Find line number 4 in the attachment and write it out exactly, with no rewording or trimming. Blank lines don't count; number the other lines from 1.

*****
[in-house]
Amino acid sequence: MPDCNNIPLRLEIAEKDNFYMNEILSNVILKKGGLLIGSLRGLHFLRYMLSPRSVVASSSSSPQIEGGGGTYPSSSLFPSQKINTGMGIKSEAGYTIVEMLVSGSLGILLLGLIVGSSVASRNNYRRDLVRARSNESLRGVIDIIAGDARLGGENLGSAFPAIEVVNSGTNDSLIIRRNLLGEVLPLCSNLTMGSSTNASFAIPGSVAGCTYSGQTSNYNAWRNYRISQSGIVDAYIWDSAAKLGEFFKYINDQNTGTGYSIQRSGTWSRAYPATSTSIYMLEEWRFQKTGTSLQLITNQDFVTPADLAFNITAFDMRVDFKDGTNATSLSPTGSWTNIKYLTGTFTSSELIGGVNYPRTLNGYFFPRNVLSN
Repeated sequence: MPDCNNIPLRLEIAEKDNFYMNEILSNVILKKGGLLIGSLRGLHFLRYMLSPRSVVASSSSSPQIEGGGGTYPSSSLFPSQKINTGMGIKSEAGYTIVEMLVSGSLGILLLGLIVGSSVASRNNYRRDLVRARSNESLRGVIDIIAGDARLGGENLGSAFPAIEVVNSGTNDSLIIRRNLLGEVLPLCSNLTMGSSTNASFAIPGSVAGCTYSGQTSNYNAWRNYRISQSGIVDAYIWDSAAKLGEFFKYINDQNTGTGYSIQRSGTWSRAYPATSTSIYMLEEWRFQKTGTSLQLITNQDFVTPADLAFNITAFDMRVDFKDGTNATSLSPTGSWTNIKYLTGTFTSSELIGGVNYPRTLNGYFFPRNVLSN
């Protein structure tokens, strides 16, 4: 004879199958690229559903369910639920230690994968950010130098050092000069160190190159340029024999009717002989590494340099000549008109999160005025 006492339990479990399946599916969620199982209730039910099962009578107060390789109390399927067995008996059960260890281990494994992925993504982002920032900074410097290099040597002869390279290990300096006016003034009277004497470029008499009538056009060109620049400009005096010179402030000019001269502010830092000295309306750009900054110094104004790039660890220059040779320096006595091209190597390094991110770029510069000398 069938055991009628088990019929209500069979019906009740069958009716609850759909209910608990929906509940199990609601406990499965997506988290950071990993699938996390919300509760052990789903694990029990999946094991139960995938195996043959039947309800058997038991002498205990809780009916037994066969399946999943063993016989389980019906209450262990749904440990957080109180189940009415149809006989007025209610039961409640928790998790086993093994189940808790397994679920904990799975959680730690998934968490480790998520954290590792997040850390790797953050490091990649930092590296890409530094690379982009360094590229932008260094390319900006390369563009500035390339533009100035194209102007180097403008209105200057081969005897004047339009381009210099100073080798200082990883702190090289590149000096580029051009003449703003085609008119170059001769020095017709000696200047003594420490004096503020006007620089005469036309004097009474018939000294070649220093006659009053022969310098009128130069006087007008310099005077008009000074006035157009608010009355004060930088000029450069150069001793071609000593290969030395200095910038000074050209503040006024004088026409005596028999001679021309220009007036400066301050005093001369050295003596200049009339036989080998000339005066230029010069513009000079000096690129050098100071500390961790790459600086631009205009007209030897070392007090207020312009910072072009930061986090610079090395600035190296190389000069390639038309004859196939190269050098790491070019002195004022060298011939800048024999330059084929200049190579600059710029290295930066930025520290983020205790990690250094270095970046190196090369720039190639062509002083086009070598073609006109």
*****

């Protein structure tokens, strides 16, 4: 004879199958690229559903369910639920230690994968950010130098050092000069160190190159340029024999009717002989590494340099000549008109999160005025 006492339990479990399946599916969620199982209730039910099962009578107060390789109390399927067995008996059960260890281990494994992925993504982002920032900074410097290099040597002869390279290990300096006016003034009277004497470029008499009538056009060109620049400009005096010179402030000019001269502010830092000295309306750009900054110094104004790039660890220059040779320096006595091209190597390094991110770029510069000398 069938055991009628088990019929209500069979019906009740069958009716609850759909209910608990929906509940199990609601406990499965997506988290950071990993699938996390919300509760052990789903694990029990999946094991139960995938195996043959039947309800058997038991002498205990809780009916037994066969399946999943063993016989389980019906209450262990749904440990957080109180189940009415149809006989007025209610039961409640928790998790086993093994189940808790397994679920904990799975959680730690998934968490480790998520954290590792997040850390790797953050490091990649930092590296890409530094690379982009360094590229932008260094390319900006390369563009500035390339533009100035194209102007180097403008209105200057081969005897004047339009381009210099100073080798200082990883702190090289590149000096580029051009003449703003085609008119170059001769020095017709000696200047003594420490004096503020006007620089005469036309004097009474018939000294070649220093006659009053022969310098009128130069006087007008310099005077008009000074006035157009608010009355004060930088000029450069150069001793071609000593290969030395200095910038000074050209503040006024004088026409005596028999001679021309220009007036400066301050005093001369050295003596200049009339036989080998000339005066230029010069513009000079000096690129050098100071500390961790790459600086631009205009007209030897070392007090207020312009910072072009930061986090610079090395600035190296190389000069390639038309004859196939190269050098790491070019002195004022060298011939800048024999330059084929200049190579600059710029290295930066930025520290983020205790990690250094270095970046190196090369720039190639062509002083086009070598073609006109």